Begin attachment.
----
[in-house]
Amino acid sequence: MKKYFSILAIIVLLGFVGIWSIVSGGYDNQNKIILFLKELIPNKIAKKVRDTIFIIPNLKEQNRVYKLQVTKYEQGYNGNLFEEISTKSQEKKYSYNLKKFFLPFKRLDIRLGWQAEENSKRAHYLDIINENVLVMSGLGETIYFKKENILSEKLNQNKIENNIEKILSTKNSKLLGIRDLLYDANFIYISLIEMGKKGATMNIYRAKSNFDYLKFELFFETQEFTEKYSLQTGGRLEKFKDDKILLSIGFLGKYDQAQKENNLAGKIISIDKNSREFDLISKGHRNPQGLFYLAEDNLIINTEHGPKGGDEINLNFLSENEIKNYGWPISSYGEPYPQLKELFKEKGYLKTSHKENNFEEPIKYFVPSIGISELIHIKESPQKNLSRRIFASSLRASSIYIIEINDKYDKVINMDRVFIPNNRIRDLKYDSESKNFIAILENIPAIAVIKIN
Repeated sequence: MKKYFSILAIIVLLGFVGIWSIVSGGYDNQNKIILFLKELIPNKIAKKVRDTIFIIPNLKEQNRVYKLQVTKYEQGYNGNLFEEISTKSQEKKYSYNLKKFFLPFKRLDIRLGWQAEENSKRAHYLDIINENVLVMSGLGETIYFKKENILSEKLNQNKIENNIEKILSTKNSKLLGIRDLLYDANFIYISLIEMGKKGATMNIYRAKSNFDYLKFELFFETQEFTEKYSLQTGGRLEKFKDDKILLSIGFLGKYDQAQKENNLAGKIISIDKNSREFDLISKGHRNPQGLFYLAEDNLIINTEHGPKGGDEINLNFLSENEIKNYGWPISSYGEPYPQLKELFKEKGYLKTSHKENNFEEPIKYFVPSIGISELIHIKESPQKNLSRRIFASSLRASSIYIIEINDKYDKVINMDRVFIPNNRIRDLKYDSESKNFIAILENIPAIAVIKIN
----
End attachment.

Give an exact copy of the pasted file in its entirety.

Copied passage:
[in-house]
Amino acid sequence: MKKYFSILAIIVLLGFVGIWSIVSGGYDNQNKIILFLKELIPNKIAKKVRDTIFIIPNLKEQNRVYKLQVTKYEQGYNGNLFEEISTKSQEKKYSYNLKKFFLPFKRLDIRLGWQAEENSKRAHYLDIINENVLVMSGLGETIYFKKENILSEKLNQNKIENNIEKILSTKNSKLLGIRDLLYDANFIYISLIEMGKKGATMNIYRAKSNFDYLKFELFFETQEFTEKYSLQTGGRLEKFKDDKILLSIGFLGKYDQAQKENNLAGKIISIDKNSREFDLISKGHRNPQGLFYLAEDNLIINTEHGPKGGDEINLNFLSENEIKNYGWPISSYGEPYPQLKELFKEKGYLKTSHKENNFEEPIKYFVPSIGISELIHIKESPQKNLSRRIFASSLRASSIYIIEINDKYDKVINMDRVFIPNNRIRDLKYDSESKNFIAILENIPAIAVIKIN
Repeated sequence: MKKYFSILAIIVLLGFVGIWSIVSGGYDNQNKIILFLKELIPNKIAKKVRDTIFIIPNLKEQNRVYKLQVTKYEQGYNGNLFEEISTKSQEKKYSYNLKKFFLPFKRLDIRLGWQAEENSKRAHYLDIINENVLVMSGLGETIYFKKENILSEKLNQNKIENNIEKILSTKNSKLLGIRDLLYDANFIYISLIEMGKKGATMNIYRAKSNFDYLKFELFFETQEFTEKYSLQTGGRLEKFKDDKILLSIGFLGKYDQAQKENNLAGKIISIDKNSREFDLISKGHRNPQGLFYLAEDNLIINTEHGPKGGDEINLNFLSENEIKNYGWPISSYGEPYPQLKELFKEKGYLKTSHKENNFEEPIKYFVPSIGISELIHIKESPQKNLSRRIFASSLRASSIYIIEINDKYDKVINMDRVFIPNNRIRDLKYDSESKNFIAILENIPAIAVIKIN